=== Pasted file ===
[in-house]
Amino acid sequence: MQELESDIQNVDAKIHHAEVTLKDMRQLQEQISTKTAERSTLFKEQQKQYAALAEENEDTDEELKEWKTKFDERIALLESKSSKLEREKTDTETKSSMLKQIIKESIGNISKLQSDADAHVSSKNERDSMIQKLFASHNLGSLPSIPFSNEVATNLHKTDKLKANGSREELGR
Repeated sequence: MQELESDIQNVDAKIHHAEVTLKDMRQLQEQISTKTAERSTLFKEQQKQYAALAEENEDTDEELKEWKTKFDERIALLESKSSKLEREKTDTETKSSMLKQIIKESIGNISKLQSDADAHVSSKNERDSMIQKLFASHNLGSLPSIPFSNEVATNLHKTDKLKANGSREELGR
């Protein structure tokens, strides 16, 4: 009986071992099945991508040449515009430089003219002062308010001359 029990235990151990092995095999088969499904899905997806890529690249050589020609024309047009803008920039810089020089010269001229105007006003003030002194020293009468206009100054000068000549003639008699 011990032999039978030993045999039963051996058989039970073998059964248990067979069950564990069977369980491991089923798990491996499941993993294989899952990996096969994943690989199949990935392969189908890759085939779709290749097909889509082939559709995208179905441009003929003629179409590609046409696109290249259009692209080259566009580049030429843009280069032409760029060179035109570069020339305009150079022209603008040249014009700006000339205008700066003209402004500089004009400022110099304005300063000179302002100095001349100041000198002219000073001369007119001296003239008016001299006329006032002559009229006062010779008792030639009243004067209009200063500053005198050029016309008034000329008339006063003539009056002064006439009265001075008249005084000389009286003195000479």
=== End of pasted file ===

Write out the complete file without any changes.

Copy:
[in-house]
Amino acid sequence: MQELESDIQNVDAKIHHAEVTLKDMRQLQEQISTKTAERSTLFKEQQKQYAALAEENEDTDEELKEWKTKFDERIALLESKSSKLEREKTDTETKSSMLKQIIKESIGNISKLQSDADAHVSSKNERDSMIQKLFASHNLGSLPSIPFSNEVATNLHKTDKLKANGSREELGR
Repeated sequence: MQELESDIQNVDAKIHHAEVTLKDMRQLQEQISTKTAERSTLFKEQQKQYAALAEENEDTDEELKEWKTKFDERIALLESKSSKLEREKTDTETKSSMLKQIIKESIGNISKLQSDADAHVSSKNERDSMIQKLFASHNLGSLPSIPFSNEVATNLHKTDKLKANGSREELGR
């Protein structure tokens, strides 16, 4: 009986071992099945991508040449515009430089003219002062308010001359 029990235990151990092995095999088969499904899905997806890529690249050589020609024309047009803008920039810089020089010269001229105007006003003030002194020293009468206009100054000068000549003639008699 011990032999039978030993045999039963051996058989039970073998059964248990067979069950564990069977369980491991089923798990491996499941993993294989899952990996096969994943690989199949990935392969189908890759085939779709290749097909889509082939559709995208179905441009003929003629179409590609046409696109290249259009692209080259566009580049030429843009280069032409760029060179035109570069020339305009150079022209603008040249014009700006000339205008700066003209402004500089004009400022110099304005300063000179302002100095001349100041000198002219000073001369007119001296003239008016001299006329006032002559009229006062010779008792030639009243004067209009200063500053005198050029016309008034000329008339006063003539009056002064006439009265001075008249005084000389009286003195000479």